"People want to know where they're at, every step of the way," says Jason Clampet, senior online editor at Frommers.com.
After Clampet flew into the Copenhagen Airport last fall, he noticed a big clock above security that showed how many minutes it would take to get people through the process.
"It said one minute, and I didn't believe them, but I was through security in 52 seconds," Clampet said. "Whatever they said it was going to be, it was good to know. "
When airport architect Mark Leininger landed at Incheon International Airport in Seoul, South Korea, and went through security, he watched a video showing the procedure of showing one's passport to security, getting a picture taken and other details of the process.
"You want to make security seem like it's effective and people understand what they're doing, not just being treated like rats in rat maze," said Leininger, associate director of the architecture firm of Skidmore, Owings and Merrill, who has worked on Boston Logan International Airport and the current redesign for Delta's terminal at John F. Kennedy International Airport in New York.
Reducing the stress of flying
Cramped security spaces, lack of light and too much noise can contribute to an already-stressful flying experience, where travelers often have to remove much of their clothing in public before being allowed to head to their respective gates.
"You're often in an absolutely lightless space with low ceilings, and usually the occupancy rates are in excess of what the building's mechanical systems would allow," said architect Simon Smithson, who worked on Madrid Barajas Airport's Terminal 4 project.
The use of natural light, enormous windows to show people where they're heading (to the plane or to customs) and acoustics to dampen the sound of thousands of travelers and workers can contribute to a nicer flying experience, said Smithson, project architect on the Madrid airport and a partner at the architecture firm of Rogers Stirk Harbour + Partners in London.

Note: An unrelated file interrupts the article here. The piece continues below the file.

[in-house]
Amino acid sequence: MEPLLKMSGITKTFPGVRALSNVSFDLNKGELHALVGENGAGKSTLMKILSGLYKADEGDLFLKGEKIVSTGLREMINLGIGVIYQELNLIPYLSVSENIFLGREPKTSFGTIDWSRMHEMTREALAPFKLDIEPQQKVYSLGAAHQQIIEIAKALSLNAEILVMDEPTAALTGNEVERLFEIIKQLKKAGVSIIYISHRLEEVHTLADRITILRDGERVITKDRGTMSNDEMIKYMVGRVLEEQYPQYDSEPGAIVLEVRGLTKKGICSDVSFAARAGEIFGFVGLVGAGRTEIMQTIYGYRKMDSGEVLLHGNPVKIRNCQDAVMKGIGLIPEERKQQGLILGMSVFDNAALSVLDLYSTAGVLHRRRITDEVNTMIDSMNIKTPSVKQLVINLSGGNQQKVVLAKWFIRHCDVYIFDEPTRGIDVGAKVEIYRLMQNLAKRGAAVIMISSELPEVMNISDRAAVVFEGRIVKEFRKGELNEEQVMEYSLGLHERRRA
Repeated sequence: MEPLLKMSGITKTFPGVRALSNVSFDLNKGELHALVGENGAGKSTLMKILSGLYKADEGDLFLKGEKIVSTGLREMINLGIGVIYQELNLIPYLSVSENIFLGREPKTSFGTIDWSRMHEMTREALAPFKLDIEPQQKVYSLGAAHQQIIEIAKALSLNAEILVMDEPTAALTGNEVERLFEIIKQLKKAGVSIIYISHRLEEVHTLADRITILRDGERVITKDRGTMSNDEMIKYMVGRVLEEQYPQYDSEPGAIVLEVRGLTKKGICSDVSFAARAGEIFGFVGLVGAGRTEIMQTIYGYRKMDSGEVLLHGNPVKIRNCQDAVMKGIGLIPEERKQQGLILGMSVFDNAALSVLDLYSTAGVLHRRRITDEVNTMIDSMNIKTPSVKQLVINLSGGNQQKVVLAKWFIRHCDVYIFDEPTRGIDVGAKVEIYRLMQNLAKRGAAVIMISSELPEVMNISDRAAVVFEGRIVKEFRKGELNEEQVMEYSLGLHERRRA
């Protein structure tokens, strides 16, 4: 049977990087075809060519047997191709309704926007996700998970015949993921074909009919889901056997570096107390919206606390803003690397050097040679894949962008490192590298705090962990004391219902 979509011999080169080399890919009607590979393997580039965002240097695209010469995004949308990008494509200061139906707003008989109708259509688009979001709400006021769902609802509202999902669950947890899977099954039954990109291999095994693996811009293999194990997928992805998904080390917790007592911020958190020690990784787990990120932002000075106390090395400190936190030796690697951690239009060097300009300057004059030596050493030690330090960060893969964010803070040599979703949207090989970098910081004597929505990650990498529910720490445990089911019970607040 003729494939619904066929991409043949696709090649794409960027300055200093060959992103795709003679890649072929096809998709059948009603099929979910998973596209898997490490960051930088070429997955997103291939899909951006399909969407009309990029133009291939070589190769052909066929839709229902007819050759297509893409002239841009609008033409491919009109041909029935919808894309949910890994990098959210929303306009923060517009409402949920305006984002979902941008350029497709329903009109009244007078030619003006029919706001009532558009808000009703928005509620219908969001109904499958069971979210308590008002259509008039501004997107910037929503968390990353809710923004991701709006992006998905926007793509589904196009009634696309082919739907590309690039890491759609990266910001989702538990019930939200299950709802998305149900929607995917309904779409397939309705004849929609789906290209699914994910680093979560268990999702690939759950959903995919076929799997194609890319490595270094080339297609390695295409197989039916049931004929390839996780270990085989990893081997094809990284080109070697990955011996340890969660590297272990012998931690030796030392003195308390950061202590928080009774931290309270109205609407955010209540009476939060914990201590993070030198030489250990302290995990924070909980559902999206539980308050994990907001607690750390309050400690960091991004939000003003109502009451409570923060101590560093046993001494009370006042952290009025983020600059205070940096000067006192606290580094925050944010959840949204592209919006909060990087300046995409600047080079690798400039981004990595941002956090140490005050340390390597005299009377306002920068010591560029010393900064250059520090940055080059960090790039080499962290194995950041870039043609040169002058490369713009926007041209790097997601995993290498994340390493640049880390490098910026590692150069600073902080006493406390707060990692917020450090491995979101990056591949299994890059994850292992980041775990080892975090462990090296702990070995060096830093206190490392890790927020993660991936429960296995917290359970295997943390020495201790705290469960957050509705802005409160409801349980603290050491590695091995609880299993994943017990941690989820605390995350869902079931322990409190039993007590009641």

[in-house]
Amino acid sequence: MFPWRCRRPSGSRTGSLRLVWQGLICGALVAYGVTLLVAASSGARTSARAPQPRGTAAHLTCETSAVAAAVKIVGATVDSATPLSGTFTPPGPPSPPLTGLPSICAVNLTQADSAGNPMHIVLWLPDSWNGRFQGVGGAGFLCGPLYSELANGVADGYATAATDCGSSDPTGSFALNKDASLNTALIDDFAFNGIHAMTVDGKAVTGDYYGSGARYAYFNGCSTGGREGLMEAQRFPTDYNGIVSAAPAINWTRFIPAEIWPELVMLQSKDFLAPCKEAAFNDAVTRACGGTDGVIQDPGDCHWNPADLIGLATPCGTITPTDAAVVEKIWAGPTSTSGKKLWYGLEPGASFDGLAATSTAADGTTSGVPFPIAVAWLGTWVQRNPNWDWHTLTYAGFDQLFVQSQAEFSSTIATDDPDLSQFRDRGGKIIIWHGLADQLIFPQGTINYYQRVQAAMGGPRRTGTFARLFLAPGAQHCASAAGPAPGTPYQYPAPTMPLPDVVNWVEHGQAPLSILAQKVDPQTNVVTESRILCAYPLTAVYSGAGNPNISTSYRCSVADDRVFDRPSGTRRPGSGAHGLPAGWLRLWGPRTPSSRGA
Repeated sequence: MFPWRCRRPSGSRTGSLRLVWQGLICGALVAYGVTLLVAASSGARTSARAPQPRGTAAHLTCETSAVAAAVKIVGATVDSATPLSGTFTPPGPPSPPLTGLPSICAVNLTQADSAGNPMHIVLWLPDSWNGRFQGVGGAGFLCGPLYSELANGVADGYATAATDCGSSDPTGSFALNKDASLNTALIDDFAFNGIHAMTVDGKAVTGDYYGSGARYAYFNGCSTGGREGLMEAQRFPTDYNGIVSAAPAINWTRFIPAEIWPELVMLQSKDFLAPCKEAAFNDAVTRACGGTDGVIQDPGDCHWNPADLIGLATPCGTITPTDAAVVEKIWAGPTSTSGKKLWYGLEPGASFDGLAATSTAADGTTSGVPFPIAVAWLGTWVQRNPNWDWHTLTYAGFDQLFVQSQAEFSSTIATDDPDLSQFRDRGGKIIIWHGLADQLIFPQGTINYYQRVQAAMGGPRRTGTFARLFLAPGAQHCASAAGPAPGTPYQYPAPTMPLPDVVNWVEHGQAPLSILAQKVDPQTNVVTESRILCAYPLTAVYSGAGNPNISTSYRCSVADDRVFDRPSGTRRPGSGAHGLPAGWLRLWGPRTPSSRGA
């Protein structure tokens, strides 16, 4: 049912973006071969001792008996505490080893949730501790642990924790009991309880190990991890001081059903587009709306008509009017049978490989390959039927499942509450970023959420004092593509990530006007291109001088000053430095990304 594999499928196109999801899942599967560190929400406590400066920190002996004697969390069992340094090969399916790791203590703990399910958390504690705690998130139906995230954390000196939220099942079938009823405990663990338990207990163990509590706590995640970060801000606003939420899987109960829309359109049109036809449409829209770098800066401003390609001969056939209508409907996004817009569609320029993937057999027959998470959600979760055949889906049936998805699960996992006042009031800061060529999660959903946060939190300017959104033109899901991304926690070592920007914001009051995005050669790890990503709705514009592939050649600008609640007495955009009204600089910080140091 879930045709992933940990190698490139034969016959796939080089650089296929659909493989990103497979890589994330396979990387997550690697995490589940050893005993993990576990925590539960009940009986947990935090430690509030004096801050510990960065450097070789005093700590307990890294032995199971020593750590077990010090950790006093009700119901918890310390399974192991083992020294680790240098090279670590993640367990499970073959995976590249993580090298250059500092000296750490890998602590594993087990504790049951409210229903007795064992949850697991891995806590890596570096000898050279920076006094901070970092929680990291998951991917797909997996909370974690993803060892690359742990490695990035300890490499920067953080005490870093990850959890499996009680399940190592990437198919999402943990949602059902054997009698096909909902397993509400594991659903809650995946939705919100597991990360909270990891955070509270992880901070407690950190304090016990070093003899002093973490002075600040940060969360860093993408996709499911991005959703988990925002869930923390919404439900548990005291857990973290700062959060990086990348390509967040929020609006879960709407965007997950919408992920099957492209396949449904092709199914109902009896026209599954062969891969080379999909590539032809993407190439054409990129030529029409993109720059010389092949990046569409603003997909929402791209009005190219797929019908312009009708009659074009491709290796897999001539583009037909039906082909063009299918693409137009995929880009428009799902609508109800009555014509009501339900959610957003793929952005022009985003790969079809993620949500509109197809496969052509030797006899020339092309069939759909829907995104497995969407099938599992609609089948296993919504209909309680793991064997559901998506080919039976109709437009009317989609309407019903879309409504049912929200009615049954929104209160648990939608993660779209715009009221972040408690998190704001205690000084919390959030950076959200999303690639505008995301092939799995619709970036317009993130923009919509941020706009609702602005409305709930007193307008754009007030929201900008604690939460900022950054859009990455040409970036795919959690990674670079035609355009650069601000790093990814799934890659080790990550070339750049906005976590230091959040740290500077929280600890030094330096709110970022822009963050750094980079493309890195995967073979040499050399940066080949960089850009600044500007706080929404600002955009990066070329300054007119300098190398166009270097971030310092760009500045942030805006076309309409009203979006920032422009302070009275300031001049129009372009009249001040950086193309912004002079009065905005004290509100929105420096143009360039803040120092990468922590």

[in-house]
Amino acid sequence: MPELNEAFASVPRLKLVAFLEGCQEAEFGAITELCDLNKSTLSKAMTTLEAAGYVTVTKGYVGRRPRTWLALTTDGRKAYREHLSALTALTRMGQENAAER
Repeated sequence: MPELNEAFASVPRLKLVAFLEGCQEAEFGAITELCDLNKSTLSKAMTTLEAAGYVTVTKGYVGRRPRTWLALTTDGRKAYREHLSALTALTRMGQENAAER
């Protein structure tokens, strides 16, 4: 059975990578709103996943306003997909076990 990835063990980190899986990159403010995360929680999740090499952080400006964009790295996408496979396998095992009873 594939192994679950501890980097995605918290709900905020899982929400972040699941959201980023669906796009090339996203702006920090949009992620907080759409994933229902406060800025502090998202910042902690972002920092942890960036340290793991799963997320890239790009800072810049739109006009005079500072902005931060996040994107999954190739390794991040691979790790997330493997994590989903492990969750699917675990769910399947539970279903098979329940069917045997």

"We designed a nice, generous space with some sort of natural light so people would see how the process is working," Smithson said. "We also used light to let people inside the building know the time of day outside." That helps fliers landing in a different time zone to reorient their body clocks.
Get me something to eat
Many travelers heading to foreign ports are too squeezed for time to pack their own snacks, and some want more than the usual fast food options that will just sit in their stomachs on a 10-hour flight. Careful placement of restaurants with seating and to-go options along the walk to a traveler's gate can minimize the stress that hunger will cause.
Some winners: Fife applauds the design at the JetBlue terminal at Kennedy Airport, noting that customers can pick from many options and pay at the same registers. Frequent traveler Charles Kunz loves the local restaurant options at the San Francisco airport's international terminal.
Let me use my technology
With the proliferation of smartphones, laptops and iPads for work and pleasure, customers are using technology to check into their flights, check on gate locations and flight delays, and play or work while waiting for their flights. That puts more pressure on airports to supply outlets for people to keep charging their devices.